Not only of those on Pentecost, of Saul of Tarsus, and the Roman centurion, Cornelius, but likewise is it true of all the others mentioned in the Book of Acts; they were people of excellent character, of high moral principles. Lydia and the Philippian jailor are good examples; so also is the Ethiopian eunuch of Acts 8. He was earnestly trying to worship God acceptably when he was directed by the man of God as to what he must do to complete his obedience. Bear in mind, Dear Reader, that all of these people were persons of high moral standards and clean character. They were seeking to know what to do, and they were unbiased and perfectly honest. Such must be the spirit always of those who, inquire of the Lord what to do to be saved. Not until one comes honestly and sincerely seeking a Bible answer can he know what to do to be saved.

The Proper Attitude

It will be noticed that all those whom we have mentioned were aware of the fact that they were lost. This was essential. No man will likely seek information concerning his salvation if he does not recognize that he is lost and unsaved. There is no sermon or lesson or exhortation that will be appreciated by those who "feel like they are saved. There was never a more terrible doctrine preached by the advocates of any false doctrine than the idea that one is saved if he "feels like it." There is 7.10 such teaching in God's word.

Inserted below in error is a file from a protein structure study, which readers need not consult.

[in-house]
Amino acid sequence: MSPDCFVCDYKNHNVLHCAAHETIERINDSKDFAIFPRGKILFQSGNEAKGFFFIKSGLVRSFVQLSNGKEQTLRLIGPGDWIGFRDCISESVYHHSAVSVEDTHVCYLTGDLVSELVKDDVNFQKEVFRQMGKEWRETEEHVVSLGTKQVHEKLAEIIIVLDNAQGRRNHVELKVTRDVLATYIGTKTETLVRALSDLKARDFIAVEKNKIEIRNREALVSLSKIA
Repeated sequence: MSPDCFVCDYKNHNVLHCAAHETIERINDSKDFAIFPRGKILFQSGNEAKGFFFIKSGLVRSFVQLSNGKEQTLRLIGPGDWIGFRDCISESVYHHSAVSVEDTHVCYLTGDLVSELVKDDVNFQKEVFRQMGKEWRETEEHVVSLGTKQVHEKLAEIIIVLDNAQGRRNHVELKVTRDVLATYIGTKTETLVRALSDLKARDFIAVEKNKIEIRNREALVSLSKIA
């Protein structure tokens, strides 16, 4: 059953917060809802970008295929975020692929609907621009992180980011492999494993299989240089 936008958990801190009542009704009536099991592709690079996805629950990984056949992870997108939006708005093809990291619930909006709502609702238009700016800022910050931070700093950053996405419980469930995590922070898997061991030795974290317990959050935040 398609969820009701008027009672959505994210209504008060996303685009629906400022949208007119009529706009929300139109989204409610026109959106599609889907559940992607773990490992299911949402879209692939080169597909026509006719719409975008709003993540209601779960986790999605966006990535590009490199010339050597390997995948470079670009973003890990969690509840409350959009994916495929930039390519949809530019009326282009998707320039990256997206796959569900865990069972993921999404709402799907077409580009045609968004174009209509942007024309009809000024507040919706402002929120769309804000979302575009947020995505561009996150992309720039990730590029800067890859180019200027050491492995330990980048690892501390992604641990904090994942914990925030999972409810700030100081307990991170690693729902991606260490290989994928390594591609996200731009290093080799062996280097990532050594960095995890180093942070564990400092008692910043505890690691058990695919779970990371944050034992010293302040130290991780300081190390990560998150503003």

There Is Something To Do

In most of the creeds of men the idea of the necessity of one's doing anything is ridiculed. Many have long taught that there is nothing that man can do; that God will save him, or damn him eternally according to his own good pleasure, and that this decision on God's part was made from all eternity. Even before the creation of the world. But we recall that Jesus said, "Blessed are they that DO his commandments." (Rev. 22:14.) And again, "Not every one that saith unto me Lord, Lord, shall enter the kingdom, but he that doeth the will of my Father who is in heaven." (Matt. 7:21.) In view of such statements, we conclude that the makers of the creeds are wrong; Christ is right.